Three vital statistics from General Synod

This week saw the first meeting of the new General Synod following elections last month. It was designed to be a largely uncontroversial first session, not least because around 60% of the members were new—something fairly unprecedented, which resulted in a surprising number of established members not being re-elected. Most of the items of business were either completing the formalities of items already discussed (including next year’s budget for Archbishops’ Council, and the finalisation of the changes to the Vacancy in See process), discussion to catch the new members up to date (Vision and Strategy, Governance Review), or things that were not controversial. You can see both the agenda and all the papers (since Synod conducts its business in the public eye) on the Church of England webpage here.

As a result, and as is often the case, the most interesting session was Questions on Tuesday evening from 5.30 to 7.00. 132 questions had been submitted; as has been the practice for several years, initial answers were published in writing and the Synod time was taken up with asking supplementary questions. Despite this, we only got just over half way through the list; Synod must give more time to this (and control the number of supplementary questions any one member can ask).

I here reflect on three questions that were asked, which potentially offered some illuminating statistics, all of which I was involved with one way or another.

Question 13 was asked by a new lay member of Synod, retired professor of material sciences Roy Faulkner, but I advised on the wording:

What are the numbers respectively of usual Sunday attendance, parochial clergy, diocesan posts, archdeacons, and suffragan and diocesan bishops over the last 100 years, say in 1920, 1950, 1980, 2010, and today?

No information was supplied on church attendance or diocesan posts, but the numbers of senior leaders and clergy in dioceses were given as follows:

What is striking here is that the number of clergy has declined by around 45% from 1959 to 2020, whilst the number of senior leaders (archdeacons plus bishops) has actually increased from 219 to 235. At the same time, according to Christian Research, attendance has declined from around 2,900,000 to around 800,000, a drop of some 75%.

Two things are striking here. First is that the number attending church per member of parochial clergy has decreased from 221 to 110. It is not clear that these numbers mean very much in an absolute sense, but they point to some of the key issues in the financial pressure that dioceses are facing: there are fewer people attending, giving and supporting clergy on average, so giving per person needs to be much higher than it was in the past in order to sustain the cohort of stipendiary clergy. The complexity here is that, with a massive changes in social context, not least the introduction of Sunday trading, even committed Christians attend Sunday services less frequently, so the decline in attendance numbers does not translate directly into a decline in the numbers of people who attend or are involved. In the past, the kind of people who might have attended twice every Sunday now might well attend once on two or three Sundays in a month, which alone would account for more than a 60% drop in the counted attendance numbers.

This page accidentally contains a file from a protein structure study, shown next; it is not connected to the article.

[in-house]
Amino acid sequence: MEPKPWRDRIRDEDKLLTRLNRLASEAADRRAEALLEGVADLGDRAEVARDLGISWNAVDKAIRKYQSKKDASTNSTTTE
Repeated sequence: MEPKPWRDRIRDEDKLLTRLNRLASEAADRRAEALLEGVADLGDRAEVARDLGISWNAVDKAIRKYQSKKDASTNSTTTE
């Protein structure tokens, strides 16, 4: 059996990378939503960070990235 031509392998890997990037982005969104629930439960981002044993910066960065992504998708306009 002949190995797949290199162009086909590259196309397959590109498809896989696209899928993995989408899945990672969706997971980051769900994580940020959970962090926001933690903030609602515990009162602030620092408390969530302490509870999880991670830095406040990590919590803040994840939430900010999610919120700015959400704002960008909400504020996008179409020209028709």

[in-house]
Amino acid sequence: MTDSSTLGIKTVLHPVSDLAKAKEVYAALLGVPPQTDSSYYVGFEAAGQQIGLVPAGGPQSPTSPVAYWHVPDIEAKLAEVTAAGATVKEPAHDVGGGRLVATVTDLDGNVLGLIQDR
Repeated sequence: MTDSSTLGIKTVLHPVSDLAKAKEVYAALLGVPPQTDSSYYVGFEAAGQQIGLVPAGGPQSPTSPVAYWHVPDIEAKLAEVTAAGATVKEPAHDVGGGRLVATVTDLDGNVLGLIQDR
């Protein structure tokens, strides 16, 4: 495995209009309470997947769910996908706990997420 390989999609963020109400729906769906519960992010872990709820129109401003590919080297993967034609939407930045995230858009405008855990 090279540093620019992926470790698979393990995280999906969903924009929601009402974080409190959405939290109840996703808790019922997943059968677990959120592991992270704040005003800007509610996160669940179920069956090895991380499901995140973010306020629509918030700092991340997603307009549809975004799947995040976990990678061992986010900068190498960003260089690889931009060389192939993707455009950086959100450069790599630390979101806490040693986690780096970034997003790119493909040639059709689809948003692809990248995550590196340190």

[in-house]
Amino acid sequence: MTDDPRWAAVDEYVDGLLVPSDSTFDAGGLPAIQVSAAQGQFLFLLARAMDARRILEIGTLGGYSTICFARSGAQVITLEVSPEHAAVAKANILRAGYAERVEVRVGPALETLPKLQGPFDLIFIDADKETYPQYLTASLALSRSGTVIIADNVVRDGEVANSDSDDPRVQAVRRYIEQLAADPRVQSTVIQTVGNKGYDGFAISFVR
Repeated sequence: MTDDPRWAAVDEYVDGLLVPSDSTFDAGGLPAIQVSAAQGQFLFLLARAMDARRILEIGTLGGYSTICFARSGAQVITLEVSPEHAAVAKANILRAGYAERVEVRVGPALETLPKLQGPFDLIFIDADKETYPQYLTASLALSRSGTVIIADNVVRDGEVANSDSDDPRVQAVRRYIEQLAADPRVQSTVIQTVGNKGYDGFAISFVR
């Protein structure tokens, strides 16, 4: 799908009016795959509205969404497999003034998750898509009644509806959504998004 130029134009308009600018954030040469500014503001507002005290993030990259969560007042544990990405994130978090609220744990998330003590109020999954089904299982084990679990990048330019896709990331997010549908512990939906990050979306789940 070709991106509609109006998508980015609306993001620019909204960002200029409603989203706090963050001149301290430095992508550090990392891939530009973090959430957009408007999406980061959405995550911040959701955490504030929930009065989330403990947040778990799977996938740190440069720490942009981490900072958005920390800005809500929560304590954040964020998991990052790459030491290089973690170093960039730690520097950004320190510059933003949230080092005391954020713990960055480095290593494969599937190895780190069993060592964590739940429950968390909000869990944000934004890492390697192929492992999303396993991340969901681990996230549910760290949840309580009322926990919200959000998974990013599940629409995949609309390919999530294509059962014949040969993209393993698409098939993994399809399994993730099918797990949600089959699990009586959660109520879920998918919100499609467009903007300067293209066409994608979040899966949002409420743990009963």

(On the subject of attendance, it is also worth noting that the challenge for the C of E is not that people are attending less, but that successive generations are not following in their predecessors footsteps. I came across this graph which illustrates it very well:

This tells us, yet again, that one of our main challenges is finding effective ways to nurture successive generations within the church family, as much as it is reaching each generation outside.)

But the paradox on stipendiary clergy numbers is that all the known research shows that cutting the number of stipendiary clergy leads to a decline in attendance, so we would normally assume that reducing the number of clergy further would probably lead to a further reduction in attendance.

The second striking thing is that the number of senior leaders per 100 parochial clergy has almost exactly doubled from 1.67 in 1959 to 3.26. I asked Stephen Cottrell a supplementary question ‘Is anyone aware of a particular explanation for this?’ and he answered in general terms ‘We must look carefully at all roles’. This growth in senior leaders is before we consider the huge growth in central administrative staff across the dioceses, so that in some cases up to a third of diocesan staff are in central administration, and only two-thirds are clergy in parishes.

There is no simple answer to this; we live in a much more complex and bureaucratic world than we did in the 1950s. And there is no doubt that some things are better done centrally. But the starkness and steepness of this change does concentrate the mind. Do we need to ask, of central administration and senior leadership, in a fresh way, what are all these posts for? Are they doing things which support the delivery of ministry in the parish—or are we trying to do too many others things which need serious pruning? Should we continue to do anything at all which is not about direct engagement in sharing and building faith?

In relation to overall numbers of parochial clergy, I asked Question 36:

How many dioceses have announced plans to cut the number of stipendiary posts over the next five years, by how much, and by how many in total?

This follows the announcement several weeks ago by Leicester Diocese (discussed here) that they were going to cut the numbers of stipendiary posts and form ‘minster communities’ that group parishes together. Several other dioceses are also planning to make stipendiary posts redundant. No numbers were immediately forthcoming, though Martin Seeley, bishop of Edmundsbury and Ipswich, in response to my supplementary question ‘When will we have them?’ promised them within a month. In the meantime, he observed in the written answer:

Dioceses are still assessing their immediate and longer-term financial circumstances. The scale and pattern of future clergy retirements is very difficult to predict through the unique context of the pandemic and the full implications of the ambitious Vision and Strategy have yet to be fully reflected in the plans of Dioceses.

Meanwhile measures are already being developed and implemented to mitigate the risk of a short term mis-match between the continuing flow of stipendiary ordained vocations and the needs of the church. These include the extension of the already existing Strategic Ministry Fund to create additional curacy places.